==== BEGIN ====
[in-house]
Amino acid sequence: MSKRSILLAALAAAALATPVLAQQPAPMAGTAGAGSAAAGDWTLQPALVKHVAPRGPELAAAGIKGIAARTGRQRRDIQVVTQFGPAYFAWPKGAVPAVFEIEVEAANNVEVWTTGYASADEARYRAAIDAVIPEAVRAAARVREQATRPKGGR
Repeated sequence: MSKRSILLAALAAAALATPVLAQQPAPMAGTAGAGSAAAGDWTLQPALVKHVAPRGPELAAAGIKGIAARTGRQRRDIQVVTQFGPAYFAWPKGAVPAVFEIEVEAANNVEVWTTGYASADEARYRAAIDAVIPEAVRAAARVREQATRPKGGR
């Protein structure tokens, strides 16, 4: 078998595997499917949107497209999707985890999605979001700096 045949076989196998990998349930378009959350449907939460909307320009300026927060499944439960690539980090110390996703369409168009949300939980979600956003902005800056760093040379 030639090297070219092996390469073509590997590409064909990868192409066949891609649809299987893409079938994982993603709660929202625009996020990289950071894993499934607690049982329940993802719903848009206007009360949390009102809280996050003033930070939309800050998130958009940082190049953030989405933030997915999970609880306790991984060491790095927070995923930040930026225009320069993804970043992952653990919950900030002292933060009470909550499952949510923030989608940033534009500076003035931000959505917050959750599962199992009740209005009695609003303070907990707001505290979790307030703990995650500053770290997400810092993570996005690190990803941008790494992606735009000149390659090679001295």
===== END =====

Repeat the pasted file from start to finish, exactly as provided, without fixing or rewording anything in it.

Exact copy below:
[in-house]
Amino acid sequence: MSKRSILLAALAAAALATPVLAQQPAPMAGTAGAGSAAAGDWTLQPALVKHVAPRGPELAAAGIKGIAARTGRQRRDIQVVTQFGPAYFAWPKGAVPAVFEIEVEAANNVEVWTTGYASADEARYRAAIDAVIPEAVRAAARVREQATRPKGGR
Repeated sequence: MSKRSILLAALAAAALATPVLAQQPAPMAGTAGAGSAAAGDWTLQPALVKHVAPRGPELAAAGIKGIAARTGRQRRDIQVVTQFGPAYFAWPKGAVPAVFEIEVEAANNVEVWTTGYASADEARYRAAIDAVIPEAVRAAARVREQATRPKGGR
């Protein structure tokens, strides 16, 4: 078998595997499917949107497209999707985890999605979001700096 045949076989196998990998349930378009959350449907939460909307320009300026927060499944439960690539980090110390996703369409168009949300939980979600956003902005800056760093040379 030639090297070219092996390469073509590997590409064909990868192409066949891609649809299987893409079938994982993603709660929202625009996020990289950071894993499934607690049982329940993802719903848009206007009360949390009102809280996050003033930070939309800050998130958009940082190049953030989405933030997915999970609880306790991984060491790095927070995923930040930026225009320069993804970043992952653990919950900030002292933060009470909550499952949510923030989608940033534009500076003035931000959505917050959750599962199992009740209005009695609003303070907990707001505290979790307030703990995650500053770290997400810092993570996005690190990803941008790494992606735009000149390659090679001295």